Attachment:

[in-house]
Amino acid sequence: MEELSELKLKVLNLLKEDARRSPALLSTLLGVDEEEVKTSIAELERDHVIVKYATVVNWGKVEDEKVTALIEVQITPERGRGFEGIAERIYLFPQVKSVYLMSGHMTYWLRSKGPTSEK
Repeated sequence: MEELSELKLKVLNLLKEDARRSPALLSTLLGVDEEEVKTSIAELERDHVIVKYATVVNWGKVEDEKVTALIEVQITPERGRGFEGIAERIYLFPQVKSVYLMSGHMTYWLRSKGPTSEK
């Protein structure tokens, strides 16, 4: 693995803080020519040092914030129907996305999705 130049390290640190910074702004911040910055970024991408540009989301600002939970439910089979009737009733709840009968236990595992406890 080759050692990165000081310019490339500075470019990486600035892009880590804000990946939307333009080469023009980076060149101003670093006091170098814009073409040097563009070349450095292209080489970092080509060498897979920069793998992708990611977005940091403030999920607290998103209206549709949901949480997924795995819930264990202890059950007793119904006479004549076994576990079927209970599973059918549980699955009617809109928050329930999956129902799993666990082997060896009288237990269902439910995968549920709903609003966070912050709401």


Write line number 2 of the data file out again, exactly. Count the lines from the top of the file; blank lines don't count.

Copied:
Amino acid sequence: MEELSELKLKVLNLLKEDARRSPALLSTLLGVDEEEVKTSIAELERDHVIVKYATVVNWGKVEDEKVTALIEVQITPERGRGFEGIAERIYLFPQVKSVYLMSGHMTYWLRSKGPTSEK